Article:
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Abu Dhabi, UAEFriday 21 September 2018

Emirati women reach for the stars and beyond

Aeronautical engineering, nuclear energy and space technologies are not the first careers most young Emirati women consider when thinking about their future.
Afra Alghaithi has just completed her third year in aeronautical engineering at the Higher Colleges of Technology. Ravindranath K / The National
Afra Alghaithi has just completed her third year in aeronautical engineering at the Higher Colleges of Technology. Ravindranath K / The National

ABU DHABI // Aeronautical engineering, nuclear energy and space technologies are not the first careers most young Emirati women consider when thinking about their future.

But that is increasingly the case for a new generation as the UAE continues to work towards securing its post-oil future.

At Strata Manufacturing, an advanced composite aerostructures manufacturing facility in Al Ain, part of Mubadala, 86 per cent of the Emirati workforce are women.

“It is an unprecedented outcome that is unique to the entire global aerospace industry,” said Badr Al Olama, Strata’s chief executive. “The aerospace industry is an integral part of the UAE’s vision of sustaining a diversified industrial and knowledge-based economy that embodies nat­ional capabilities at its core.

“At Strata, we are empowered by Emirati men and women who work seamlessly with their colleagues from over 30 nationalities to manufacture components that are used by the world’s leading aircraft manufacturers, such as Airbus and Boeing.”

Afra AlGhaithi, a 21-year-old from Abu Dhabi, has just completed her third year in aeronautical engineering at the Higher Colleges of Technology.

“I’m the eldest child and only girl in my family,” she said. “My family think that I am different to regular Emirati girls in the way that I think so they don’t judge me. They just accept it, although the people I am surrounded with might complain about what they see me doing.”

She hopes to break the stereo­types about the jobs Emirati women are expected to work in.

“They say it’s not what an Emirati woman should do,” she said. “The typical Emirati woman thinks in a different way. But it’s not shameful, my family is open to other cultures.”

Ms AlGhaithi said one had to be forward thinking when considering the future.

Ms AlGhaithi hopes to design commercial planes for the UAE. “My goal has never changed, and my parents were always very supportive,” she said. “We’re only about 25 Emirati girls in my course out of hundreds, and I even think we became fewer than when we first started.”

Sarah Amiri, the Emirates Mars Mission science leader at the Mohammed bin Rashid Space Centre, said her industry has been dominated by men internationally, but that that had not deterred her.

“That image to me was the global image and not the one that I saw here in the UAE, where education opportunities in the sciences have been equal and where there are more women graduating from the sciences than men,” she said.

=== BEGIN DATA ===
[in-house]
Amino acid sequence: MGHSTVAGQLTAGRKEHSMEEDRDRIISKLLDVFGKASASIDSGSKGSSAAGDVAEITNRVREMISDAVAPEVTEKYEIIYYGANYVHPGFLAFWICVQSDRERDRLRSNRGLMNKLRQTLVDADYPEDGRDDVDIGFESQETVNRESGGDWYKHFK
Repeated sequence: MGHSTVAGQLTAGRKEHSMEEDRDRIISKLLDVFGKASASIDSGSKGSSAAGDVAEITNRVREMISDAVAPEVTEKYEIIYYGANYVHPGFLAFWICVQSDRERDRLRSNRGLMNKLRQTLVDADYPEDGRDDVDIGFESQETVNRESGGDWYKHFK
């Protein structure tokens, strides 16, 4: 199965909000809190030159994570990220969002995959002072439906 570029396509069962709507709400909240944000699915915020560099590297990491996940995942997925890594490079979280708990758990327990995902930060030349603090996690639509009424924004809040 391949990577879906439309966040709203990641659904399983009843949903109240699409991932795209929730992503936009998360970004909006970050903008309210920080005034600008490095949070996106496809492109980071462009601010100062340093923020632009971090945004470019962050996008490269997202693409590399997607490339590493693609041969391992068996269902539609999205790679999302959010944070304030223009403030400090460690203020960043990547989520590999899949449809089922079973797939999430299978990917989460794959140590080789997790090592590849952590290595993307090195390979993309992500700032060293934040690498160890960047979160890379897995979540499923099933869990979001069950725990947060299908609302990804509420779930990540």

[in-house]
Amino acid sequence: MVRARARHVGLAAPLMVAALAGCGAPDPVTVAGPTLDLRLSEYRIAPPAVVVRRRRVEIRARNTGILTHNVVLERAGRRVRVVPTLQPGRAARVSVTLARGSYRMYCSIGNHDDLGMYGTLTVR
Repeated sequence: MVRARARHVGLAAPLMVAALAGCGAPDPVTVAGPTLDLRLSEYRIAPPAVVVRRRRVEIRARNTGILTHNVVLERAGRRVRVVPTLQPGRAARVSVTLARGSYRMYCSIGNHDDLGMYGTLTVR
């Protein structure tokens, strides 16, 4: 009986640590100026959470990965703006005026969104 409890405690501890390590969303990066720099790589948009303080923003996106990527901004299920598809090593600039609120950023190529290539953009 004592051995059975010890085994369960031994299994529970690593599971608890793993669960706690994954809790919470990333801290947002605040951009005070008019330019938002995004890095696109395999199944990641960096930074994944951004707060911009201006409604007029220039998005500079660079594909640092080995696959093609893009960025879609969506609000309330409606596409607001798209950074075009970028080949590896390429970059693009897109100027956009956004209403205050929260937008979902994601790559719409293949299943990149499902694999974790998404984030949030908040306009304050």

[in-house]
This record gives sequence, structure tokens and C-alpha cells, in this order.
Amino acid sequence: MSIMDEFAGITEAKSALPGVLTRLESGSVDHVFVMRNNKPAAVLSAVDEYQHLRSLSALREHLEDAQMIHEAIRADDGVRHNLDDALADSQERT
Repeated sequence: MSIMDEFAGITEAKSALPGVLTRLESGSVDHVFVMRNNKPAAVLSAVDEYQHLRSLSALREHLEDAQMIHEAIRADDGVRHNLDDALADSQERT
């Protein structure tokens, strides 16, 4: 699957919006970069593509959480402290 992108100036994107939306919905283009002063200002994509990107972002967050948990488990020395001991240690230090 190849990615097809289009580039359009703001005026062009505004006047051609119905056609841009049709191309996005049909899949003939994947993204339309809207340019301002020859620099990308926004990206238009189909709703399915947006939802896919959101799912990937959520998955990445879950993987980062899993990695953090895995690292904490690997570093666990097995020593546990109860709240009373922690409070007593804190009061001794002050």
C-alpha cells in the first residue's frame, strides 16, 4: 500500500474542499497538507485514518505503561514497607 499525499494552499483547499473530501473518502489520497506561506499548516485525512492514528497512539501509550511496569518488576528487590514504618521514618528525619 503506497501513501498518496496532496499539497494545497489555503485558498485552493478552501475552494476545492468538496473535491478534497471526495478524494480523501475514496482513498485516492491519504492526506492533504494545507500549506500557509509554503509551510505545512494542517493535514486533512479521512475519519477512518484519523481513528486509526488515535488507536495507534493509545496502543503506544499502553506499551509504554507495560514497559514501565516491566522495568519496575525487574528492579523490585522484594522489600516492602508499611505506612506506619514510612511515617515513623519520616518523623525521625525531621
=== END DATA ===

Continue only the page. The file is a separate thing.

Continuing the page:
“The classification system of stars and analysing countless telescope images to learn more about our universe was done by a team of women scientists. When it comes to programming, the first thoughts and ideas of computing and programming started from [19th-century English mathematician] Ada Lovelace.

“Those women who lived much before my time set the path for myself and others to become scientists and engineers.”

The scientific team working on the Hope probe that will journey to Mars is predominantly female, while the centre’s engineers, experts and science researchers are 40 per cent female.

“It is a definite misconception that space is a profession for which male dominance is an issue,” Ms Amiri said. “To prosper in space one needs to be at the forefront of progressive thought, modern values and leadership. As the chairwoman of the Emirates Scientists Council, I have met exceptional people advancing their individual fields of science. To me, the notion that science is male dominated is a stereotype that we should not uphold in our world today.”

She said that stereotype was from a society that no longer existed. “Each of us should pursue our dreams and achieve them without any imposed self-limiting beliefs,” she said.

“Today, I can safely say that I have progressed based on personal merit, my achievements and what I am capable of doing. We have reached a point in the UAE where gender is not synonymous with the kind of knowledge you receive or the area you can work in. Rather, opportunity exists for those who want it and seek to accomplish in it.”

Azza Al Bakr, a 24-year-old microsystems engineer from Ras Al Khaimah, said her family was not at first supportive of her career.

“Things have changed,” she said. “More women are getting into engineering and aerospace which is very impressive. I feel very proud, honestly, because it’s very empowering.”

Experts said this clearly showed the level of education and ambition of Emirati women. “We are now focusing on aeronautical engineering and an educational institute in the UAE to allow Emirati women to receive knowledge and experience without leaving the country,” said Mervat Sultan, the president of Women in Aviation in the Middle East.

“There is a lack in aeronautical science within the new generation, but school is the most important stage to introduce such knowledge.”

cmalek@thenational.ae

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